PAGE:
Our cover story, is about Kenya’s debt crisis. Clearly, it is a topic that is exercising many people’s minds at the moment. Under the heading: Can Kenya avoid the jaws of the debt trap? Our correspondent says all the signs are that Kenya is on the brink of a debt trap and that unless present policies are critically reviewed and urgently amended, the already struggling economy could be pushed over the edge by unmanageable debt. The need for a re-evaluation of government fiscal policy is brought to the fore by the announcement that Kenya has quietly floated a $2 billion Eurobond to raise cash to pay for infrastructure projects and to support recurrent expenditure.
The writer further says that over the 30- year life of the bond, the investors will be paid $3.2 billion in interest. What is at the same time encouraging and ominous is that the issue was oversubscribed seven times. That fact is encouraging because it means that well-heeled, savvy investors still regard Kenya as a safe investment, but at the same time ominous because the Government may be tempted to go back to the market and mop up the additional $12 billion that was on offer. The temptation is greater because Moody’s Investors Service, the US based credit rating agency has downgraded Kenya government bonds from Ba1, “speculative with substantial credit risk”, to Ba2, which is a flag to investors that the credit risk has increased. In the other feature titled - Kenya’s National Debt: Is Kenya heading towards bankruptcy? The author brings you up to speed with what is going on, by among other things, telling you what others are saying. Sample this; “Kenya Lost IMF Credit in June. Someone Tell the Central Bank” screams Bloomberg’s headline to a story that was filed at midnight at the end of February 19, 2018. The writer says that immediately below this headline were two summaries of what appeared in the subsequent article: they read: “IMF withdrew permission for Kenya to tap standby loan in June: IMF delegation visiting Kenya this week to discuss new program”.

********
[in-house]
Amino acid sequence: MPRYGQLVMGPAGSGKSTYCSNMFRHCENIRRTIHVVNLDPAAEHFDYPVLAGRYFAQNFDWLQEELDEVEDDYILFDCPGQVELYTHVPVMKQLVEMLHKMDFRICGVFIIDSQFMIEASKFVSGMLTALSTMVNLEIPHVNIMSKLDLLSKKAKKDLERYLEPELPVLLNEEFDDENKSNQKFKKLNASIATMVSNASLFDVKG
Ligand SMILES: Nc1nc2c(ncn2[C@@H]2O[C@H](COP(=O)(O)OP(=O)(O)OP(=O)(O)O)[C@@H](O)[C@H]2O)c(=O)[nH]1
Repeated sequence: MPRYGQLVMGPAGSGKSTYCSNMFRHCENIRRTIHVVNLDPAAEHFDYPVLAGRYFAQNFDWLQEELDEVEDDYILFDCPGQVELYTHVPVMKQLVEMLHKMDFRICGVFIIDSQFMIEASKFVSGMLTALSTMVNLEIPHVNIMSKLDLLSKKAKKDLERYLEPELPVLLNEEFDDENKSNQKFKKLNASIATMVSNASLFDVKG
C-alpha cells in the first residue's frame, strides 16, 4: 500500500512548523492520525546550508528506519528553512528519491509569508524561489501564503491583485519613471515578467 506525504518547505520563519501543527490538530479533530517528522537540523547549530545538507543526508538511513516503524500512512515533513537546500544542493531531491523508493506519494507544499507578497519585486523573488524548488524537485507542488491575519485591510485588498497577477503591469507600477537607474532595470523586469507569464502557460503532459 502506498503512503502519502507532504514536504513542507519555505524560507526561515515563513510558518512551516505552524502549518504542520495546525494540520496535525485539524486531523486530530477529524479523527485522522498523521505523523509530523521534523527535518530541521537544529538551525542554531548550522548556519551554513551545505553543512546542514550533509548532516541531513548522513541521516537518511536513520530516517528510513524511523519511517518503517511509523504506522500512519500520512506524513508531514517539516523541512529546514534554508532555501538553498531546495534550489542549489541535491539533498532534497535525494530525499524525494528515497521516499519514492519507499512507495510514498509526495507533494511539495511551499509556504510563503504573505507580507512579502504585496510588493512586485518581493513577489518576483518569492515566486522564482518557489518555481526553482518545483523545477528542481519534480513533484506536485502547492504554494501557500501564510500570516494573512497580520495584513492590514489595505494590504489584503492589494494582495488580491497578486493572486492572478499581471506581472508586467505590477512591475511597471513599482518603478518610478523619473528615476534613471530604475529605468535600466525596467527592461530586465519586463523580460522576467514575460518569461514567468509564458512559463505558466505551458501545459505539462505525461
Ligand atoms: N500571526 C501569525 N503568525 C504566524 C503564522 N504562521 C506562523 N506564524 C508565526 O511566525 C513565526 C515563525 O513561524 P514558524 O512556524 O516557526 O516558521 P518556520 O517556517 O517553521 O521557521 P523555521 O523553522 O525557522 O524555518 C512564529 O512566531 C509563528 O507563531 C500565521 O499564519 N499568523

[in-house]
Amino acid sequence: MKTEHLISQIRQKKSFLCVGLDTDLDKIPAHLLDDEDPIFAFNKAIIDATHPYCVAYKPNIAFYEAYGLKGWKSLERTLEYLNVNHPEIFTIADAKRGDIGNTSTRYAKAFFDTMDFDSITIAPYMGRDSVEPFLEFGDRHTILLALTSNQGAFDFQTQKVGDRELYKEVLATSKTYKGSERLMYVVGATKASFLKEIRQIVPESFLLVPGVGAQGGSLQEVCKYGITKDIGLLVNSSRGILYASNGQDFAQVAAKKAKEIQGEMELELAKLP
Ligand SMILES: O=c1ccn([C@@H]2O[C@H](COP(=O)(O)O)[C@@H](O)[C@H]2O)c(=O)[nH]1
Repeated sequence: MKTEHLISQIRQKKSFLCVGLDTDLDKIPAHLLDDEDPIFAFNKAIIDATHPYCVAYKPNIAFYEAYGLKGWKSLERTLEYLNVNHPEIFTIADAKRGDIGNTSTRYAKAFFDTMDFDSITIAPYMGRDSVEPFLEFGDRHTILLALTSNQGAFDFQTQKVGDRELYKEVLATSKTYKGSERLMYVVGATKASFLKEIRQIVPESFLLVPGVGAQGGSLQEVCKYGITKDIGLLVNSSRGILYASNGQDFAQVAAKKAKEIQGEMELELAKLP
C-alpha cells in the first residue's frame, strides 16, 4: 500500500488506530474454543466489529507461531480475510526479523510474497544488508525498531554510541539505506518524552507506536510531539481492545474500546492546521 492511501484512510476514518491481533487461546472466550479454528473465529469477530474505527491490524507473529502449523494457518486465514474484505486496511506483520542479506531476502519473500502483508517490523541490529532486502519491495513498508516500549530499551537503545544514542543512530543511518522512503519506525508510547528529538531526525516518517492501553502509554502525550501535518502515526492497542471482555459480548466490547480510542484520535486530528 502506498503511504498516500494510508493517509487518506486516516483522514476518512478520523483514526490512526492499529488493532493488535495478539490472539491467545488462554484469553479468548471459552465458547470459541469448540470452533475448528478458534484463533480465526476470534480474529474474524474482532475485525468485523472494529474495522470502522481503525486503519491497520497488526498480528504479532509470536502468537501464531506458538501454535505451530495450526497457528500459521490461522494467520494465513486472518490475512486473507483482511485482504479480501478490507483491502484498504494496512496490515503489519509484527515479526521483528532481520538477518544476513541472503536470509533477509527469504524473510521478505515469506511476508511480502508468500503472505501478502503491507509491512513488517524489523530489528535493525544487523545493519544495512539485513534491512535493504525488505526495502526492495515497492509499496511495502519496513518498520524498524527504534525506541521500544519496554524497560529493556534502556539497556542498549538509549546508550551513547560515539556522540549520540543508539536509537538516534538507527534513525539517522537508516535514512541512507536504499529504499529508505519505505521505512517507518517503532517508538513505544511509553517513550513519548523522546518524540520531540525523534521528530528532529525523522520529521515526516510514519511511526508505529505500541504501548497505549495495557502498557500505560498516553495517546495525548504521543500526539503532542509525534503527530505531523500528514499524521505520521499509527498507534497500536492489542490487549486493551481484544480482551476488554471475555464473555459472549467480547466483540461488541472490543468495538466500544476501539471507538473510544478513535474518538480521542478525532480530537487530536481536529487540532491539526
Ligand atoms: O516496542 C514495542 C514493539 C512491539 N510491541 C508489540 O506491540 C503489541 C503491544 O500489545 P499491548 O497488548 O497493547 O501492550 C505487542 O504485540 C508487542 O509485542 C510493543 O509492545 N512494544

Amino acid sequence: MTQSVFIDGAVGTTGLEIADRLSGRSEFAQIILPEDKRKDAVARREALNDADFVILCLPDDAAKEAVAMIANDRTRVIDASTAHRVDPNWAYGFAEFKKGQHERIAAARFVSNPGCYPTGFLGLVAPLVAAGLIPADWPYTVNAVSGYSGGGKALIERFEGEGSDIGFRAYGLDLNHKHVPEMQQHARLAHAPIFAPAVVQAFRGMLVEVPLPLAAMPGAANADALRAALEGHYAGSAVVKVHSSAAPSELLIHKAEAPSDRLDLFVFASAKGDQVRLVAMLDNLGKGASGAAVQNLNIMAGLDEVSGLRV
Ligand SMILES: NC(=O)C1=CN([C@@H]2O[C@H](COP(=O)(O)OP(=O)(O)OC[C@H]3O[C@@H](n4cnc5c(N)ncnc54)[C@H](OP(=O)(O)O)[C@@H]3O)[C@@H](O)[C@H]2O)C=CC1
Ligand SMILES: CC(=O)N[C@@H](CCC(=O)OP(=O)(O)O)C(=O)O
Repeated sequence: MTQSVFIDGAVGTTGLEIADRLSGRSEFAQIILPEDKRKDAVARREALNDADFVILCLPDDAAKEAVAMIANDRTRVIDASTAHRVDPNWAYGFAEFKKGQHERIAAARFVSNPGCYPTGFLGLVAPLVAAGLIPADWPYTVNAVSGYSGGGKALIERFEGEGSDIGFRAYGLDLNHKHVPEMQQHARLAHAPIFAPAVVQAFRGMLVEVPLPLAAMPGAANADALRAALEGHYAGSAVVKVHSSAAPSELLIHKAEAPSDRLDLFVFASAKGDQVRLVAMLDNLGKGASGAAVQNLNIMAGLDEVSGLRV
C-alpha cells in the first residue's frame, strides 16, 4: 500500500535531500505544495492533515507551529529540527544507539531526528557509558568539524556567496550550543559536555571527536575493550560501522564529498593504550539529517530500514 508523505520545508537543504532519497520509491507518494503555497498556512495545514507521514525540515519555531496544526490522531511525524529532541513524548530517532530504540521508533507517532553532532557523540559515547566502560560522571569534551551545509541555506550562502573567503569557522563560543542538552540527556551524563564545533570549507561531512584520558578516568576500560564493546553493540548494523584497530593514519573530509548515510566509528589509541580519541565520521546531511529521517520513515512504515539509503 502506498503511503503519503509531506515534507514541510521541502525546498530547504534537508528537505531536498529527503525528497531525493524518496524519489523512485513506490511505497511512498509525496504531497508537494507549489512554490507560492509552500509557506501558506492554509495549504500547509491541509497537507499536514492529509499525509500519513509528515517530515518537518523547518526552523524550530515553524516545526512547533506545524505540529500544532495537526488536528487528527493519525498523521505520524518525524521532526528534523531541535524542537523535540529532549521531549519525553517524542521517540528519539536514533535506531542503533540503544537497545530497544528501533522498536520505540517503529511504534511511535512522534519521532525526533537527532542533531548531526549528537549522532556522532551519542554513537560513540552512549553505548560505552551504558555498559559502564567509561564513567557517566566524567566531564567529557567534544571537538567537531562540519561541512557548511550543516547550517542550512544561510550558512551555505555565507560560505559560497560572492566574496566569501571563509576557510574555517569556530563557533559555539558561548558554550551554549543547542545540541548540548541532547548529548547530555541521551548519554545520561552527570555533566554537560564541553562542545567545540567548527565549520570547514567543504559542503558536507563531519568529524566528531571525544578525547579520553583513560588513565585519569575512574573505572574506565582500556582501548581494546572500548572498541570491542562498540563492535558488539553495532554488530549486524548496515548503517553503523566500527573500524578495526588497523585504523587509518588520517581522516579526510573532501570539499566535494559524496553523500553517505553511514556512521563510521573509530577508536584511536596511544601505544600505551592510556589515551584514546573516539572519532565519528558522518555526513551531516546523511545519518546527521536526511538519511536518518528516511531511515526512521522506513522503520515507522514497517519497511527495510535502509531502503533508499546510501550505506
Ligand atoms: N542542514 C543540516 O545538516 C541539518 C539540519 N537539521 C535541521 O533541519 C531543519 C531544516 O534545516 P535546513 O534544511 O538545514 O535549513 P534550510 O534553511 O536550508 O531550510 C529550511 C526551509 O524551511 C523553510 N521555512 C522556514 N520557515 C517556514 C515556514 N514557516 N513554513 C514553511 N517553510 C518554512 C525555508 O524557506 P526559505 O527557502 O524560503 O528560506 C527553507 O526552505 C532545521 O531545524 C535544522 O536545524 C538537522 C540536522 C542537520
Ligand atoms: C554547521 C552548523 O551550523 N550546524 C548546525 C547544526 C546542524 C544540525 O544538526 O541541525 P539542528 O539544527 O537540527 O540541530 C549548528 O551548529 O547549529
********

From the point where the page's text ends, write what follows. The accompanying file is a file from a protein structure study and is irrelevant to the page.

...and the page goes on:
One of the paragraphs in the main article reads: “The Washington-based lender, which has a delegation visiting Kenya this week, removed permission to tap the precautionary financing after the government failed to meet budget deficit targets attached to the loan agreement. It’s the first time the withdrawal of access has been made public”. He further states that on February 20, 2018, the International Monetary Fund (IMF) resident representative in Nairobi, Jan Mikkelsen, issued the following statement: “Further to some press reports earlier today, I would like to clarify the status of Kenya’s Fund supported program. The precautionary Stand-By Arrangement/Standby Credit Facility (SBA/SCF) arrangement remains in place until end-March 2018. The second and third reviews of the program, due respectively in June and December 2017, could not be completed on schedule as agreement could not be reached on stronger fiscal policies, and discussions were postponed due to the prolonged election period.